Delhi is also a highly polluted city which is a result of very fast (and chaotic) development and a rapid rise in wealth and buying power in India.
Nestled in the lap of the Kullu valley, Manali lies on the banks of the River Beas surrounded by imperial pine trees, alpine hills and a crescent of snow-capped peaks. Legend has it that Manali was supposedly named after Manu; the Hindu law giver who recreated life in Manali after human life had been destroyed in an all consuming flood. Divided into two two distinct settlements, New Manali, resembles an overcrowded tourist destination, with an influx of many north Indians trying to escape the blistering heat of the plains. Old Manali is perched further up the hill between mesmerizing deodar forests and lush meadows relatively untouched by the modern world.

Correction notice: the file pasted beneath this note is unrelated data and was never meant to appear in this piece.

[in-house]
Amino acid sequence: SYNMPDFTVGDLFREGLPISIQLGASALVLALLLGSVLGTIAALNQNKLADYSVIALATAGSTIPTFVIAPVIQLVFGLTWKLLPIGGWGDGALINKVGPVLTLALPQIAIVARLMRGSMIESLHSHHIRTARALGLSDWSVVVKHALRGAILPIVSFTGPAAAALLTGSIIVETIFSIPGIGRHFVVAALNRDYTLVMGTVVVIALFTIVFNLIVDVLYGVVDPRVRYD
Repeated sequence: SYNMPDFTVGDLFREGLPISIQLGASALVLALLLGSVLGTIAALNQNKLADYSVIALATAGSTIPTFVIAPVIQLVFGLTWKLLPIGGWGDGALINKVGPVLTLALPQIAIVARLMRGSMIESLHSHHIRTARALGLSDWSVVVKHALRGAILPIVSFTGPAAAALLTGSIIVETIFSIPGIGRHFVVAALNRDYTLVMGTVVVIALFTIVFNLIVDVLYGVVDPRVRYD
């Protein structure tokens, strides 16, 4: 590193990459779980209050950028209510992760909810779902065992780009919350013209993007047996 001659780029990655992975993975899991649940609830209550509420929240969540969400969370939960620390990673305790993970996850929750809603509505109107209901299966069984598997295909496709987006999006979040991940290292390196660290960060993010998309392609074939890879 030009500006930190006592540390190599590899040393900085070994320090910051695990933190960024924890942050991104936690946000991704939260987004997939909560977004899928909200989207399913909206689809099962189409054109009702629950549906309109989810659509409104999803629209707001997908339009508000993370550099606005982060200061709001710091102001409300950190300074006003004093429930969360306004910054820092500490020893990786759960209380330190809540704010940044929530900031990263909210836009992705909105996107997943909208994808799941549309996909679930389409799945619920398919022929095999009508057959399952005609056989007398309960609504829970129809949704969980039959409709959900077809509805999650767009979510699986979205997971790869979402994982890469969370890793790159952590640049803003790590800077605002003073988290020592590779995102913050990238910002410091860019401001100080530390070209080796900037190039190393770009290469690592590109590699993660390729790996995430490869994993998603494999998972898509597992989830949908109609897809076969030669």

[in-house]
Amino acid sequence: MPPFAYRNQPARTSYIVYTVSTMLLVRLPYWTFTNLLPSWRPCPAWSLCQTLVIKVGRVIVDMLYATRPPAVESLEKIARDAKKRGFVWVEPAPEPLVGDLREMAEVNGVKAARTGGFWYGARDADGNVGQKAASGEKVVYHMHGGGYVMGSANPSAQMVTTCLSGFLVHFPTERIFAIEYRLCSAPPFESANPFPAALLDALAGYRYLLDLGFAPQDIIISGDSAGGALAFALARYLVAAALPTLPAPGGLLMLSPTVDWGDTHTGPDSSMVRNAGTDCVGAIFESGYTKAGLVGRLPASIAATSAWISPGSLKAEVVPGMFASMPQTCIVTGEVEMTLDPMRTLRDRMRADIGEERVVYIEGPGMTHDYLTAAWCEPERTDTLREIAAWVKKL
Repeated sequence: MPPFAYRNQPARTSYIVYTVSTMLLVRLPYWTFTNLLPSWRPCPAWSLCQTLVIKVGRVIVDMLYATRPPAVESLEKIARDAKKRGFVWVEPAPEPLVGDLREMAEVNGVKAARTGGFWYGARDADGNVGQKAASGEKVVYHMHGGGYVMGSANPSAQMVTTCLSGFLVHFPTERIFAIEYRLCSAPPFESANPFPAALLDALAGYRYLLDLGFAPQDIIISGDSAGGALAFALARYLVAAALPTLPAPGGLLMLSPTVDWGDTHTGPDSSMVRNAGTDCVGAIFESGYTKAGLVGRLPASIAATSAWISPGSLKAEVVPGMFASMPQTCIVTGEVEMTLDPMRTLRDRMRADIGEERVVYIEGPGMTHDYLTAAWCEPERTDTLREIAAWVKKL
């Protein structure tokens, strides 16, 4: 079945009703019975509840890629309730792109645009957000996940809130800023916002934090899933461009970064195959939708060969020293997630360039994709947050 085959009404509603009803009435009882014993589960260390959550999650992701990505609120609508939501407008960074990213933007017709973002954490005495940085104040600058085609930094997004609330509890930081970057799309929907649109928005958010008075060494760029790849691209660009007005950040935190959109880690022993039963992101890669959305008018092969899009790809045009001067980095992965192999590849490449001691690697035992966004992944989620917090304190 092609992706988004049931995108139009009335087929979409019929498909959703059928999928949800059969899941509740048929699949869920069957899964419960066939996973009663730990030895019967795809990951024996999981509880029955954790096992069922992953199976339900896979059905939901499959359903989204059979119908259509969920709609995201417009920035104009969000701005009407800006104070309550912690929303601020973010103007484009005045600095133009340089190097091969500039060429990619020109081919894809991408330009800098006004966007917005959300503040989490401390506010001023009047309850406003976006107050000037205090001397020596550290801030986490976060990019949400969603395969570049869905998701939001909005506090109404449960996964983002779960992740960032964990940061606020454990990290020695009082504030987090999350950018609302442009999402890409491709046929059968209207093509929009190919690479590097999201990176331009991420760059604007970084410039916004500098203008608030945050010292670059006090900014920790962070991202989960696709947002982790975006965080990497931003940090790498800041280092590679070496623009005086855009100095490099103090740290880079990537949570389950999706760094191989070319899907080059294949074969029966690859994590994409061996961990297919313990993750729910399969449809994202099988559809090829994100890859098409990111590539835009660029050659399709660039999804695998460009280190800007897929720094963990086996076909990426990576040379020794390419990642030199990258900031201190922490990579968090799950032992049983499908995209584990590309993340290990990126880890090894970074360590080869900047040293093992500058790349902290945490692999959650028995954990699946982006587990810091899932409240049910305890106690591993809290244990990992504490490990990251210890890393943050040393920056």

The city was founded in the mid 16th century after Maharana Udai Singh’s former capital of Chittorgarh was plundered by the Mughal emperor, Akbar. Legend has it that the city was named after Maharana Udai Singh, who on the advise of a holy man, laid the foundation stone of this arrestingly aesthetic location. The Maharana of Udaipur is also the leader of the Mewar Rajputs known to his people as the “Sun King” and has the royal emblem of the sun on his standard.
The Mewar dynasty is one of the oldest in the world. More than seventy six generations have been witness to the grandeur of the Palace which reflects the rich cultural heritage, and the equally impressive traditions of 'royal' regalia.